The Eye of the Storm Reviews
I've often sung the praises of Australian cinema but along comes Fred Schepisi's adaptation of a popular Aussie novel to leave me with platypus egg on my face. Schepisi was part of the Australian New Wave, a collective of film-makers from the country (and New Zealand) who emerged in the seventies with a series of landmark films like Peter Weir's 'Picnic at Hanging Rock', Ted Kotcheff's 'Wake in Fright', and Schepisi's own 'The Chant of Jimmie Blacksmith'. Like the Australian outback, they were beautiful and challenging, often thinly hiding a deep-rooted colonial guilt. In the eighties, the various members of this movement left for the U.S, with mixed results. Schepisi, 'A Cry in the Dark' excluded, found himself lost in the fog of Hollywood mediocrity, helming comedies like 'Mr Baseball' and 'Roxanne'. Now he's returned to his homeland but, sadly, it's a return as bland as any of his American paycheck films.
Schepisi's direction is impressive, clearly influenced by Robert Altman, and the trio of lead performances are terrific, as you'd expect from such actors. The problem lies with the script, as bland and uninvolving a piece of drivel as you could hope to find. Australian readers won't like me saying this but 'TEOTS' feels very much like a British film, the sort that features lots of characters sipping tea and saying "bugger" for comic effect. Come on Oz, I know you can do better. Last year you thrilled us with 'Sleeping Beauty' and 'The Hunter'. This year you've started by putting us to sleep with tea and mediocrity.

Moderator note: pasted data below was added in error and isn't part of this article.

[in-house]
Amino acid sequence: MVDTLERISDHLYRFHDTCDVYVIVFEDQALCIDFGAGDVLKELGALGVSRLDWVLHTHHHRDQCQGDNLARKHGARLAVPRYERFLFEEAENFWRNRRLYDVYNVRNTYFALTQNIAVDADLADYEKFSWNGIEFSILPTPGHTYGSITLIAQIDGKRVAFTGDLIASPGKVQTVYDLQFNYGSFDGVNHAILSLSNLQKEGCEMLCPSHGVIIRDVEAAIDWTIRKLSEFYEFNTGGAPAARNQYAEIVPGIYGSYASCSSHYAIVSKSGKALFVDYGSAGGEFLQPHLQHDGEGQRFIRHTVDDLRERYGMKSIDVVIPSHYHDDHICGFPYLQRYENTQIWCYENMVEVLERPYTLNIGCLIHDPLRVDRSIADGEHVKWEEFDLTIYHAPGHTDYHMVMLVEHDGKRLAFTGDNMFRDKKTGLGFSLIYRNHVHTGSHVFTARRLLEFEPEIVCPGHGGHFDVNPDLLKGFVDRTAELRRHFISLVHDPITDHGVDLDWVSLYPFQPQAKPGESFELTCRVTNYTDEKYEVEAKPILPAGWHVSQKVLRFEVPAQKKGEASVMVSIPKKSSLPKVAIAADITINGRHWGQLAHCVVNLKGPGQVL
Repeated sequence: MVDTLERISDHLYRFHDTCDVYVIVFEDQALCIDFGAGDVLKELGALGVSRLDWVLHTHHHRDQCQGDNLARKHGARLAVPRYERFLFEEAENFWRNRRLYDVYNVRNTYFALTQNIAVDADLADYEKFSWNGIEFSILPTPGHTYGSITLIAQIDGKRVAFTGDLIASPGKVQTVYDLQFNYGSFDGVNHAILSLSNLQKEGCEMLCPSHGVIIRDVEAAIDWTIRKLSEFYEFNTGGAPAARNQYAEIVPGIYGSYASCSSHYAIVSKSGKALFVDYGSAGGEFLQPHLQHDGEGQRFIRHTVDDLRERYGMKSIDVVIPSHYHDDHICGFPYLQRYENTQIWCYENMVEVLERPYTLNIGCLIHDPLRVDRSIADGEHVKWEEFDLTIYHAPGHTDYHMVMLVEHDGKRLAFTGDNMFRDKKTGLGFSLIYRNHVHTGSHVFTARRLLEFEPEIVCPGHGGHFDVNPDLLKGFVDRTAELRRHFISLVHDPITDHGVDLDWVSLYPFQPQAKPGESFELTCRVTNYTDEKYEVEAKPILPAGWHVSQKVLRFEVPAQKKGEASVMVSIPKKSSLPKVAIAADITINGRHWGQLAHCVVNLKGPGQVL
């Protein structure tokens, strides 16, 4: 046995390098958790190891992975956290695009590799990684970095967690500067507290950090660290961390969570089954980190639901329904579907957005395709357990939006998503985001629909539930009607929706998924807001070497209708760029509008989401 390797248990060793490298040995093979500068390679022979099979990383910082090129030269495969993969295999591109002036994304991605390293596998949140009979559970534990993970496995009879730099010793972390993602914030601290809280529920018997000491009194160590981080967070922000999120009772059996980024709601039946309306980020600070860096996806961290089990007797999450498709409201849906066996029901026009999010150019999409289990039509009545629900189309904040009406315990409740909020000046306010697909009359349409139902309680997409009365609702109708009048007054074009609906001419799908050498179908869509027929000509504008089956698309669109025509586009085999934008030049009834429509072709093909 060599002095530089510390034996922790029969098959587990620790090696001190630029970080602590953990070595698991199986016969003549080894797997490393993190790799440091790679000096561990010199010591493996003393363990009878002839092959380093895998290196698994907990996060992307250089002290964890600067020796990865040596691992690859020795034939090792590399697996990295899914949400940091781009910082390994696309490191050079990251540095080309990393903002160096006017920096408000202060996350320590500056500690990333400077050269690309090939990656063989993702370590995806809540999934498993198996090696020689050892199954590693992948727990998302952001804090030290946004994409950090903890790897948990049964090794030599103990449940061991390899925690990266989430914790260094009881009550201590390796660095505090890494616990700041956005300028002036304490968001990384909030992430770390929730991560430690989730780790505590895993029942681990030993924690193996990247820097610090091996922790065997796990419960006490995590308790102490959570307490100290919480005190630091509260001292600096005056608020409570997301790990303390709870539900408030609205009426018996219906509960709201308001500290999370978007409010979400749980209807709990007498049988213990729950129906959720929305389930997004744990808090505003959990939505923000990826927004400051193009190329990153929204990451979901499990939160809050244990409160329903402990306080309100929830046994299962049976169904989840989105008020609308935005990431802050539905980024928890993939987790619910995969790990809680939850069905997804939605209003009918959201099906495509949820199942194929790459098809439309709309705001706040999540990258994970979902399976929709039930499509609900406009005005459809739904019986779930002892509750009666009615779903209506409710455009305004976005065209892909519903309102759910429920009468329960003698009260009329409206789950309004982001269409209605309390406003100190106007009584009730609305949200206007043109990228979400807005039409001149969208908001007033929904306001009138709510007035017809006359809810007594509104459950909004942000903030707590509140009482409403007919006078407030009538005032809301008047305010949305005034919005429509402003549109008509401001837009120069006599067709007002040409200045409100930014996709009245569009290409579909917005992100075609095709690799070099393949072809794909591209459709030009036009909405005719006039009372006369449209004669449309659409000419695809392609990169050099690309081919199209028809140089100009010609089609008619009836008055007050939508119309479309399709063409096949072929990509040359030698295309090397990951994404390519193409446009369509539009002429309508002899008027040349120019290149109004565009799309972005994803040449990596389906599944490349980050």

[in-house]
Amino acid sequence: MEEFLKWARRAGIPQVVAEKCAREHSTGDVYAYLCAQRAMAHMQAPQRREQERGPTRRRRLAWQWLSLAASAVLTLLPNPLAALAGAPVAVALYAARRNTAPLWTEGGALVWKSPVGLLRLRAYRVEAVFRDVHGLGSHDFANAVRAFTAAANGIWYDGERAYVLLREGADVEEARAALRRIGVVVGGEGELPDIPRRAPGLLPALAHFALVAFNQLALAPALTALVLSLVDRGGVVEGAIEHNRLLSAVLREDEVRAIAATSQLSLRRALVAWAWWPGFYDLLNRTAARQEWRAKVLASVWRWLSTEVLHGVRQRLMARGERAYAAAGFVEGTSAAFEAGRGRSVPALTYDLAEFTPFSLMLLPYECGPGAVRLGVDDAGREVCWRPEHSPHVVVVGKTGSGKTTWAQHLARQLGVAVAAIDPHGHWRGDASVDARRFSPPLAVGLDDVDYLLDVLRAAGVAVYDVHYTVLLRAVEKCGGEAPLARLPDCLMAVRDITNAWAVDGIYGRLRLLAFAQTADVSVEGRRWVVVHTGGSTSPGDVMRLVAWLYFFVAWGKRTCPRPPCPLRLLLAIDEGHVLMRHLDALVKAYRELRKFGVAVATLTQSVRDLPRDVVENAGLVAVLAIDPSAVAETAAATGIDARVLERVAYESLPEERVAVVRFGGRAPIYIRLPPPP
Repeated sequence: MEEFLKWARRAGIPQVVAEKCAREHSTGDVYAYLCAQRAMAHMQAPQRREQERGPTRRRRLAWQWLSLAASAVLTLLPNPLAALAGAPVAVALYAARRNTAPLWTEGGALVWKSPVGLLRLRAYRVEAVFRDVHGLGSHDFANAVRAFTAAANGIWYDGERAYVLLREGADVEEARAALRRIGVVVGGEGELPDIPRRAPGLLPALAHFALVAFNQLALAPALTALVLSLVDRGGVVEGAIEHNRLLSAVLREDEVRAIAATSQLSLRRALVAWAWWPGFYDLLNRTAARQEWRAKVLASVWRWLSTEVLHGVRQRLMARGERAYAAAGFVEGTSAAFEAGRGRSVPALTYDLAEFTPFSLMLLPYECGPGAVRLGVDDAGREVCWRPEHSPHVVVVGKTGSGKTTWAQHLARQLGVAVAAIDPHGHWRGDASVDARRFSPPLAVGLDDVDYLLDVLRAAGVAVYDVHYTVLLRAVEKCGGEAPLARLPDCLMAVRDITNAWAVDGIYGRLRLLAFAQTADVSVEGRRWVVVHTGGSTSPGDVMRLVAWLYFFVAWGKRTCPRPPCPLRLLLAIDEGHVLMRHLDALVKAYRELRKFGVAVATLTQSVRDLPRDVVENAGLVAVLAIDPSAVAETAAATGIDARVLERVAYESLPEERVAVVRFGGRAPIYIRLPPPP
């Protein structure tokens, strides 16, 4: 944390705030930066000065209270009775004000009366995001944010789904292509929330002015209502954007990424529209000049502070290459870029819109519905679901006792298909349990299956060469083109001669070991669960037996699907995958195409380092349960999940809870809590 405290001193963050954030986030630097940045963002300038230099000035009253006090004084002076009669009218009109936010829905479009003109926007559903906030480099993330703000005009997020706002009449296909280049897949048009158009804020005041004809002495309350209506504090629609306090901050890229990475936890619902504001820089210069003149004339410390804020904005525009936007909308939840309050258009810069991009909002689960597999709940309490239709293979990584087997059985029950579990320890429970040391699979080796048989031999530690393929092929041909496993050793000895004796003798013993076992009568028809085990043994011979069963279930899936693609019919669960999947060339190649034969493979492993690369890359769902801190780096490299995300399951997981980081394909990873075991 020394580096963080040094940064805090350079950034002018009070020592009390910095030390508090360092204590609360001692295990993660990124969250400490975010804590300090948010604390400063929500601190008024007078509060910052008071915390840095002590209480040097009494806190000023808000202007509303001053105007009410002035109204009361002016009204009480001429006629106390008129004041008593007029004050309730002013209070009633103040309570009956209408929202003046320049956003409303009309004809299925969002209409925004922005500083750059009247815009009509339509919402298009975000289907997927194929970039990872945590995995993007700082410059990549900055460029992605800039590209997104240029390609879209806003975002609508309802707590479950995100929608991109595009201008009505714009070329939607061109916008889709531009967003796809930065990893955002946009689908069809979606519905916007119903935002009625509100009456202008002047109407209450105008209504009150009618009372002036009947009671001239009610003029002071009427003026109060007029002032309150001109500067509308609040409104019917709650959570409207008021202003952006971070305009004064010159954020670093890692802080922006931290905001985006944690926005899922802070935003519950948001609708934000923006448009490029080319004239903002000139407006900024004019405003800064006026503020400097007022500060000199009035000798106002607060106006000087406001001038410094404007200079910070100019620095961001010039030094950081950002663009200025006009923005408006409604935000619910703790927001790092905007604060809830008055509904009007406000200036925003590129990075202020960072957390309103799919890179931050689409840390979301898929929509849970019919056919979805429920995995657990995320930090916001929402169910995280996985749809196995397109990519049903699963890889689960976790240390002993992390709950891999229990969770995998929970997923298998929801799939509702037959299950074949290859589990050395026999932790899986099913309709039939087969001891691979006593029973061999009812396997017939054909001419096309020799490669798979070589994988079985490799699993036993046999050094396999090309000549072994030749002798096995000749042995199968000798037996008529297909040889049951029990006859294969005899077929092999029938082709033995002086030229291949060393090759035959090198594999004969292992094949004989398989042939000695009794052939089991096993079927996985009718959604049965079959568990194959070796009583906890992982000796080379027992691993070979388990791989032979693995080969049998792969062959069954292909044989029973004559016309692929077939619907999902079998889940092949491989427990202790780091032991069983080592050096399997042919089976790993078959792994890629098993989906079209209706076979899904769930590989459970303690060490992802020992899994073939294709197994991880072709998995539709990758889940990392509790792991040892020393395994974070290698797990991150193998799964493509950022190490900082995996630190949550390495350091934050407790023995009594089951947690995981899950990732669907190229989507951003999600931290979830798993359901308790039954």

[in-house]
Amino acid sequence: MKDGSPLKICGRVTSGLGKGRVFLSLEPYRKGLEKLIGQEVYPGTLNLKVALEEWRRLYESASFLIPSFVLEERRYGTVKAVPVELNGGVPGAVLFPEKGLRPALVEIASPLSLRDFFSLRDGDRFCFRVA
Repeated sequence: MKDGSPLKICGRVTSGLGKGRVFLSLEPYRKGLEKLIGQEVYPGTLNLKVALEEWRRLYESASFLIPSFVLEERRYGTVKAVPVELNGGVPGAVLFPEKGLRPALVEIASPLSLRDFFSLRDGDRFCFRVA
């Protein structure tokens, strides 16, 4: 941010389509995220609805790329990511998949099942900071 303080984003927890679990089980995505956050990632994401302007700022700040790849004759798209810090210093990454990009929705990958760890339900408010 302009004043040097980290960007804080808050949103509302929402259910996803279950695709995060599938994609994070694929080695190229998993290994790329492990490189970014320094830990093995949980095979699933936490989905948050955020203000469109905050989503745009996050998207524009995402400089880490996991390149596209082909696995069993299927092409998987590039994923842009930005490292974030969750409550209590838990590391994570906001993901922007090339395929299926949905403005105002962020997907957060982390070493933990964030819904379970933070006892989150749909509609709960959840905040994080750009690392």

Fine actors (Charlotte Rampling, Geoffrey Rush, Judy Davis) cannot salvage this story of a dying, wealthy, Australian matriarch, luring her hapless children back into the poisonous luxury of their ancestral adobe; the year is 1972, and the bitter taste of the Holocaust is still palatable in the role of a German housekeeper.
At first the viewer empathizes with "Elizabeth Hunter" (Rampling) beloved by her "help", shunned by her children, "Basil" (Rush), "Dorothy" (Davis); gathered around her deathbed to suck the spoils of her imminent demise. But as the film progresses, through a series of flashbacks, we recognize why her children strayed so far from the hearth; "mommy dearest" on steroids; she steals her daughter's lovers, refuses to attend her son's stage performances; beds whomever she fancies; she is amoral, unaccountable, vainglorious, self-centered; her erasure should have come at a precipitated rate.
Novels by James Michener and James Clavell address the calm, aka "eye" before the apocalyptic conclusion. "The Eye of the Storm" offers a behemoth's tiresome struggle against the inevitable; there is nothing calming about the process.